Melissa Bosworth is a respiratory nurse with 5 years experience nursing, and 2.5 years experience specifically in the respiratory specialty. Her career plans include continuing to grow and learn in the field of nursing, while working on a writing career on the side.
What is your job title and what industry do you work in? How many years of experience do you have in this field? How would you describe yourself using only three adjectives?
My job title is Licensed Practical Nurse (LPN). I work as a respiratory nurse for a Midwest company. I have been a nurse for 5 years, 2 1/2 of that as a respiratory nurse.
What’s your ethnicity and gender? How has it hurt or helped you? If you ever experienced discrimination, how have you responded and what worked best?
I am Caucasian female. I feel that being a female often helps some of the patients I care for feel more comfortable. I personally have never experienced any discrimination, however, I know several male co-workers have found it harder being a male in this profession.
How would you describe what you do? What does your work entail? Are there any common misunderstandings you want to correct about what you do?
I take care of the respiratory issues in the building I work in. I assess each resident before, during, and after their various respiratory treatments. The most common misunderstanding people have is that mucous doesn’t phase me. That is so not true. I am just as likely as any other nurse to gag when I see mucous.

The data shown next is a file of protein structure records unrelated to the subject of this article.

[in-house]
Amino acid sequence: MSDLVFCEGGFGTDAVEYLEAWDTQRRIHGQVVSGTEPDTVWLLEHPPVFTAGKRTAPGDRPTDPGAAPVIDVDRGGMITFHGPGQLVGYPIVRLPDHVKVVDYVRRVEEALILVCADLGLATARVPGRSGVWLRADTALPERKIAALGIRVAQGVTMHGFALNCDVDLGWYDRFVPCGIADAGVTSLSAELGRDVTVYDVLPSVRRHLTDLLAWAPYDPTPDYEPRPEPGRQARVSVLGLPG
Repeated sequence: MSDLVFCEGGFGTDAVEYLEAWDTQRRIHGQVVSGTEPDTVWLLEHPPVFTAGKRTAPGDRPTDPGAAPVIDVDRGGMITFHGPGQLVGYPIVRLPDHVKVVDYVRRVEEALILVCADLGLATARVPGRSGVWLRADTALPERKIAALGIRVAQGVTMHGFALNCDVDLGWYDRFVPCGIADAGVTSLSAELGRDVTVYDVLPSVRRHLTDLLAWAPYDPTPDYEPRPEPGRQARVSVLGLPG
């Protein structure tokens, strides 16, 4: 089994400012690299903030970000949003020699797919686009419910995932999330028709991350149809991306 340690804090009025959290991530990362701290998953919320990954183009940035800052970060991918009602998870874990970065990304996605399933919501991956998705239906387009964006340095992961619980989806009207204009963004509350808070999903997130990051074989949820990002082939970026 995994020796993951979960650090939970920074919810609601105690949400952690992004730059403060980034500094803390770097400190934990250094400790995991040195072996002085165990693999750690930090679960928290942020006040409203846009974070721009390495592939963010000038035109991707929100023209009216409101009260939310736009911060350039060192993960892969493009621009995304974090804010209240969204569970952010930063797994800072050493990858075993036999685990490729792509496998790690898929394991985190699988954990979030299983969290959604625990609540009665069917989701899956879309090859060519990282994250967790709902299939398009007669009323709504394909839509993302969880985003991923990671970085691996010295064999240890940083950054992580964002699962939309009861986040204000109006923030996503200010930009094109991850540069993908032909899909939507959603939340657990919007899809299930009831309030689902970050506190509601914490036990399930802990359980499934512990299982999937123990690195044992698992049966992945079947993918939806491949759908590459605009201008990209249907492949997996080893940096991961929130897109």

On a scale of 1 to 10 how would you rate your job satisfaction? What might need to change about your job to unleash your full enthusiasm?
My job satisfaction is at an 8. In order to release my full enthusiasm I would want to change the early hours. I work 12 hour shifts, but being at work at 5am with a 45 minute commute there and back gets old after awhile. If you can find positions closer to home, I encourage you to do so.
If this job moves your heart – how so? Ever feel like you found your calling or sweet spot in life? If not, what might do it for you?
This career does move my heart. Watching some of those I have cared for for a long time, struggle at the end, gasping for breath is very difficult. I love the more individualized attention I can give my patients as a respiratory nurse as opposed to a floor nurse.
Is there anything unique about your situation that readers should know when considering your experiences or accomplishments?
You don’t always find your dream job right from the start. You might have to experiment with different types of nursing jobs before you find the one that suits you best. With each one you try, I suggest giveing yourself at least 6 months on the job before you make any drastic changes.
How did you get started in this line of work? If you could go back and do it differently, what would you change?
I had been a floor nurse for a few years in long term care. I was starting to get burnt out on nursing. I was ready for a change, something different. The opportunity to become a respiratory nurse just fell into my lap, so I considered it. I haven’t looked back yet.
What did you learn the hard way in this job and what happened specifically that led up to this lesson?